Overview

With reference lists we mean complete and authorative lists of all items or categories that constitute some collection. Their purpose is typically to promote standardization and thereby to ease collaborative work.

The n2khab package provides the following built-in reference lists, relevant to N2KHAB projects 1:

  • types: checklist of types (habitat (sub)types and regionally important biotopes) (documentation links: this website / installed package), represented by their current codes
  • env_pressures: checklist of environmental pressures, represented by codes (documentation links: this website / installed package)
  • schemes: list of schemes 2 for N2KHAB monitoring programmes or other N2KHAB projects (documentation links: this website / installed package)
  • scheme_types: lists the types that belong to each N2KHAB scheme, and optionally defines typegroups within a scheme (documentation links: this website / installed package)

Additionally, namelist provides names and (optionally) shortnames for IDs/codes used in the above lists (documentation links: this website / installed package).

More on list contents and package functionality

Beside enlisting all items, the reference lists provide additional information on them, sometimes in a generic way with variables like ‘attribute_1’, ‘attribute_2’, ‘tag_1’ and so on (explained in the documentation files). This information may be of a defining nature (and obligate), or may just provide useful categories and tags to filter by.

Reading functions of the n2khab package return the reference lists as tibbles, with appropriate text from namelist added. A tibble is a dataframe that makes working in the tidyverse a little easier.

Multilanguage support

In the data source on disk, each item envisaged by a reference list is always represented by a code (sometimes a combination of two codes) – not a name. The same approach is often followed for other attributes (use of codes, not names or descriptions). However for some variables English has been used directly in the data source.

The splitting between code and explanatory names, shortnames and other language-dependent text made it possible to store the latter in multiple languages in namelist, in the variables name and shortname. Currently, this list systematically provides English and Dutch text for each code. This can be extended in future versions of the package (not necessarily in a systematic way).

Get the reference lists in R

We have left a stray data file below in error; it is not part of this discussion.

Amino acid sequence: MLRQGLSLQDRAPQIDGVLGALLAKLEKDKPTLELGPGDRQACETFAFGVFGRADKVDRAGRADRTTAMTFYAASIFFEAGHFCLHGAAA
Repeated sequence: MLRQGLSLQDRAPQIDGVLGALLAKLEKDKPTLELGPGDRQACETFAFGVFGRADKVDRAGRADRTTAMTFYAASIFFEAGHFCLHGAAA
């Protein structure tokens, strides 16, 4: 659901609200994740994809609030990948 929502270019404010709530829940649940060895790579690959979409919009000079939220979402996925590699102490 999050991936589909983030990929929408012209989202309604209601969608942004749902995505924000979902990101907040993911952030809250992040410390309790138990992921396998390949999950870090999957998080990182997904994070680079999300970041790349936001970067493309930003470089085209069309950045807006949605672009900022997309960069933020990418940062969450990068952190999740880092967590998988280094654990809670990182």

Making the types reference list available in the R environment is as easy as:

read_types()
#> # A tibble: 111 × 25
#>    type  typel…¹ main_…² type_…³ type_…⁴ typec…⁵ typec…⁶ hydr_…⁷ hydr_…⁸ hydr_…⁹
#>    <fct> <fct>   <fct>   <fct>   <fct>   <fct>   <fct>   <fct>   <fct>   <fct>  
#>  1 1130  main_t… 1130    Estuar… Estuar… CH      Coasta… HC3     Surfac… Surfac…
#>  2 1140  main_t… 1140    Mudfla… Mud- a… CH      Coasta… HC2     Tempor… Wet    
#>  3 1310  main_t… 1310    Salico… Bracki… CH      Coasta… HC2     Tempor… Wet    
#>  4 1310… subtype 1310    Salico… Salico… CH      Coasta… HC2     Tempor… Wet    
#>  5 1310… subtype 1310    Low sa… Low sa… CH      Coasta… HC2     Tempor… Wet    
#>  6 1310… subtype 1310    High s… High s… CH      Coasta… HC2     Tempor… Wet    
#>  7 1320  main_t… 1320    Sparti… Sparti… CH      Coasta… HC2     Tempor… Wet    
#>  8 1330  main_t… 1330    Atlant… Atlant… CH      Coasta… HC2     Tempor… Wet    
#>  9 1330… subtype 1330    Saltma… Saltma… CH      Coasta… HC2     Tempor… Wet    
#> 10 1330… subtype 1330    Haloph… Haloph… CH      Coasta… HC2     Tempor… Wet    
#> # … with 101 more rows, 15 more variables: groundw_dep <fct>,
#> #   groundw_dep_name <fct>, groundw_dep_shortname <fct>, flood_dep <fct>,
#> #   flood_dep_name <fct>, flood_dep_shortname <fct>, tag_1 <chr>,
#> #   tag_1_name <chr>, tag_1_shortname <chr>, tag_2 <chr>, tag_2_name <chr>,
#> #   tag_2_shortname <chr>, tag_3 <chr>, tag_3_name <chr>,
#> #   tag_3_shortname <chr>, and abbreviated variable names ¹​typelevel,
#> #   ²​main_type, ³​type_name, ⁴​type_shortname, ⁵​typeclass, ⁶​typeclass_name, …